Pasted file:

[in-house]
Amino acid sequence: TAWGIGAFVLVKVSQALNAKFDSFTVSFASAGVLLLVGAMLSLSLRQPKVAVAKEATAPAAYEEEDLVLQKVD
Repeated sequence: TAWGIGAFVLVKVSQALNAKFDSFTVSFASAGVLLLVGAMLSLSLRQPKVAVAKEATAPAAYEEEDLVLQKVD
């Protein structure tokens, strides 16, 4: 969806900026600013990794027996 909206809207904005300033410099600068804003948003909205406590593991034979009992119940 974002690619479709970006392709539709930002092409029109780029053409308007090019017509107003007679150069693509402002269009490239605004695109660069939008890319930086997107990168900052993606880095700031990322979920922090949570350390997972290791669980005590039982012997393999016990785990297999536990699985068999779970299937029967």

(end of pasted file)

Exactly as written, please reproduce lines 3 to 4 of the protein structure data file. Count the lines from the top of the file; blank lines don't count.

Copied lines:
Repeated sequence: TAWGIGAFVLVKVSQALNAKFDSFTVSFASAGVLLLVGAMLSLSLRQPKVAVAKEATAPAAYEEEDLVLQKVD
């Protein structure tokens, strides 16, 4: 969806900026600013990794027996 909206809207904005300033410099600068804003948003909205406590593991034979009992119940 974002690619479709970006392709539709930002092409029109780029053409308007090019017509107003007679150069693509402002269009490239605004695109660069939008890319930086997107990168900052993606880095700031990322979920922090949570350390997972290791669980005590039982012997393999016990785990297999536990699985068999779970299937029967």